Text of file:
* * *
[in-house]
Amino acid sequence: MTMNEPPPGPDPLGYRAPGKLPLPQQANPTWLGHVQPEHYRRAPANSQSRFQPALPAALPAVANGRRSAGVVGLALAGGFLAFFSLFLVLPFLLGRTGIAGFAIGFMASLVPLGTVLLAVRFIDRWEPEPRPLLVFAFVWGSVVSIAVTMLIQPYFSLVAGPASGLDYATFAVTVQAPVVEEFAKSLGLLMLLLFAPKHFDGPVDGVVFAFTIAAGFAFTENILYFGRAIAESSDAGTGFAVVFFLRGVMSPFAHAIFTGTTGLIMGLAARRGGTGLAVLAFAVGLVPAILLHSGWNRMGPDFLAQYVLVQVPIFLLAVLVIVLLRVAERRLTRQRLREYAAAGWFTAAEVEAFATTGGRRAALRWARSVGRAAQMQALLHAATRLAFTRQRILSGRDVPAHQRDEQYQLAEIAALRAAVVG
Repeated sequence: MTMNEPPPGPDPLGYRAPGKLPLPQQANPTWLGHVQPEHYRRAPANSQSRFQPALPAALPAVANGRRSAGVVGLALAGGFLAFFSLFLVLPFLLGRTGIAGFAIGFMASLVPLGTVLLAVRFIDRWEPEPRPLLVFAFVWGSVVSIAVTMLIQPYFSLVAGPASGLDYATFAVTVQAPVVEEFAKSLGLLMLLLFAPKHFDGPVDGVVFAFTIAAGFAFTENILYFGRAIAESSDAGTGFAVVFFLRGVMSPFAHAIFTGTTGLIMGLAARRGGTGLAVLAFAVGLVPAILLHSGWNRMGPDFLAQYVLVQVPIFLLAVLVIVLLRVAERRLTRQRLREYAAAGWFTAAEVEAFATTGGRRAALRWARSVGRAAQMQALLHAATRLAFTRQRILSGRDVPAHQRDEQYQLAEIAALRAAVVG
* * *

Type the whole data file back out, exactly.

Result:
[in-house]
Amino acid sequence: MTMNEPPPGPDPLGYRAPGKLPLPQQANPTWLGHVQPEHYRRAPANSQSRFQPALPAALPAVANGRRSAGVVGLALAGGFLAFFSLFLVLPFLLGRTGIAGFAIGFMASLVPLGTVLLAVRFIDRWEPEPRPLLVFAFVWGSVVSIAVTMLIQPYFSLVAGPASGLDYATFAVTVQAPVVEEFAKSLGLLMLLLFAPKHFDGPVDGVVFAFTIAAGFAFTENILYFGRAIAESSDAGTGFAVVFFLRGVMSPFAHAIFTGTTGLIMGLAARRGGTGLAVLAFAVGLVPAILLHSGWNRMGPDFLAQYVLVQVPIFLLAVLVIVLLRVAERRLTRQRLREYAAAGWFTAAEVEAFATTGGRRAALRWARSVGRAAQMQALLHAATRLAFTRQRILSGRDVPAHQRDEQYQLAEIAALRAAVVG
Repeated sequence: MTMNEPPPGPDPLGYRAPGKLPLPQQANPTWLGHVQPEHYRRAPANSQSRFQPALPAALPAVANGRRSAGVVGLALAGGFLAFFSLFLVLPFLLGRTGIAGFAIGFMASLVPLGTVLLAVRFIDRWEPEPRPLLVFAFVWGSVVSIAVTMLIQPYFSLVAGPASGLDYATFAVTVQAPVVEEFAKSLGLLMLLLFAPKHFDGPVDGVVFAFTIAAGFAFTENILYFGRAIAESSDAGTGFAVVFFLRGVMSPFAHAIFTGTTGLIMGLAARRGGTGLAVLAFAVGLVPAILLHSGWNRMGPDFLAQYVLVQVPIFLLAVLVIVLLRVAERRLTRQRLREYAAAGWFTAAEVEAFATTGGRRAALRWARSVGRAAQMQALLHAATRLAFTRQRILSGRDVPAHQRDEQYQLAEIAALRAAVVG